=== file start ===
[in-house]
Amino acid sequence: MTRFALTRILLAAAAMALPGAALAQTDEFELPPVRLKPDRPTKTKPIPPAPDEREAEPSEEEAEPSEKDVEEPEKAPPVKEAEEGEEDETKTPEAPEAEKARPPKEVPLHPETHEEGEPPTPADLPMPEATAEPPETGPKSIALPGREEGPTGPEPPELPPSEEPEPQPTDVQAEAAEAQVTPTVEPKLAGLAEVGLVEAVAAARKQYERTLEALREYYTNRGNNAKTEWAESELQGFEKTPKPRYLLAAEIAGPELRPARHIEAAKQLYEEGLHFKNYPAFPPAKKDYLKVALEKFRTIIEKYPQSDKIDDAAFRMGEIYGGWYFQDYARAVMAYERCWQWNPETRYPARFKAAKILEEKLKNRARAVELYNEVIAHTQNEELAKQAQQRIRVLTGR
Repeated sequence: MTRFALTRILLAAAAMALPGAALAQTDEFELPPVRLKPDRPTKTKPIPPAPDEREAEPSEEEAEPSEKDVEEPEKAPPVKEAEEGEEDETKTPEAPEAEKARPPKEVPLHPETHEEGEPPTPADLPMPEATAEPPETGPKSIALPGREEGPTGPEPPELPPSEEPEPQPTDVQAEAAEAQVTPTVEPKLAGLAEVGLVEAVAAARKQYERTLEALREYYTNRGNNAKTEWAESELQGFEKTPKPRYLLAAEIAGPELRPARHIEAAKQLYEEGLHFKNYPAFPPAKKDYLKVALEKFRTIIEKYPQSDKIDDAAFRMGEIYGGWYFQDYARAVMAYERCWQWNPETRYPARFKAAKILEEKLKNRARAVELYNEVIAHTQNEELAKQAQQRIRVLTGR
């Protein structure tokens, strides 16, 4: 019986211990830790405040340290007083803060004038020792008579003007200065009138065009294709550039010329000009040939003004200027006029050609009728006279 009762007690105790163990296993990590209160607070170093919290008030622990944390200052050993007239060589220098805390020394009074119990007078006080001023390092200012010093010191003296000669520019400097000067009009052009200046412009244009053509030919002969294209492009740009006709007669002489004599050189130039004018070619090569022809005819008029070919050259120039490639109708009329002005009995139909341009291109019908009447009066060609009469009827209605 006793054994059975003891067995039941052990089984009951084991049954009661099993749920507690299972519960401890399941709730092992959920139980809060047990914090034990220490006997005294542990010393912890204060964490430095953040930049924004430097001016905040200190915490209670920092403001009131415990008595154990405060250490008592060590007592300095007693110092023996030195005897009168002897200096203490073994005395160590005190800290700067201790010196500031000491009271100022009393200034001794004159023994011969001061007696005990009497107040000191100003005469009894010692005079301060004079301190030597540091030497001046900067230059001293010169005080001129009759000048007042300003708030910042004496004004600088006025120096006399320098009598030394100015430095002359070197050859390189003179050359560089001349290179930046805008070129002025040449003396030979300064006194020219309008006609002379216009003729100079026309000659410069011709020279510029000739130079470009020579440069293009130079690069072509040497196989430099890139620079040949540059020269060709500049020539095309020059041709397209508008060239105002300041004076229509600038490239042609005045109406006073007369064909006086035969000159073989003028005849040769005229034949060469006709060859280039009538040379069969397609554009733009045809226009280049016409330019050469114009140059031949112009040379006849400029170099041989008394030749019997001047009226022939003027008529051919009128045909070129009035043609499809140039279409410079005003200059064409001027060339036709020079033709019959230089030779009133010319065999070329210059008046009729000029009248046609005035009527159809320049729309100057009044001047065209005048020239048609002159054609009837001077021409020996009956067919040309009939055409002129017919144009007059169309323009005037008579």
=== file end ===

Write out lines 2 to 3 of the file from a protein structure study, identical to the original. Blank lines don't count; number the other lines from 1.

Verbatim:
Amino acid sequence: MTRFALTRILLAAAAMALPGAALAQTDEFELPPVRLKPDRPTKTKPIPPAPDEREAEPSEEEAEPSEKDVEEPEKAPPVKEAEEGEEDETKTPEAPEAEKARPPKEVPLHPETHEEGEPPTPADLPMPEATAEPPETGPKSIALPGREEGPTGPEPPELPPSEEPEPQPTDVQAEAAEAQVTPTVEPKLAGLAEVGLVEAVAAARKQYERTLEALREYYTNRGNNAKTEWAESELQGFEKTPKPRYLLAAEIAGPELRPARHIEAAKQLYEEGLHFKNYPAFPPAKKDYLKVALEKFRTIIEKYPQSDKIDDAAFRMGEIYGGWYFQDYARAVMAYERCWQWNPETRYPARFKAAKILEEKLKNRARAVELYNEVIAHTQNEELAKQAQQRIRVLTGR
Repeated sequence: MTRFALTRILLAAAAMALPGAALAQTDEFELPPVRLKPDRPTKTKPIPPAPDEREAEPSEEEAEPSEKDVEEPEKAPPVKEAEEGEEDETKTPEAPEAEKARPPKEVPLHPETHEEGEPPTPADLPMPEATAEPPETGPKSIALPGREEGPTGPEPPELPPSEEPEPQPTDVQAEAAEAQVTPTVEPKLAGLAEVGLVEAVAAARKQYERTLEALREYYTNRGNNAKTEWAESELQGFEKTPKPRYLLAAEIAGPELRPARHIEAAKQLYEEGLHFKNYPAFPPAKKDYLKVALEKFRTIIEKYPQSDKIDDAAFRMGEIYGGWYFQDYARAVMAYERCWQWNPETRYPARFKAAKILEEKLKNRARAVELYNEVIAHTQNEELAKQAQQRIRVLTGR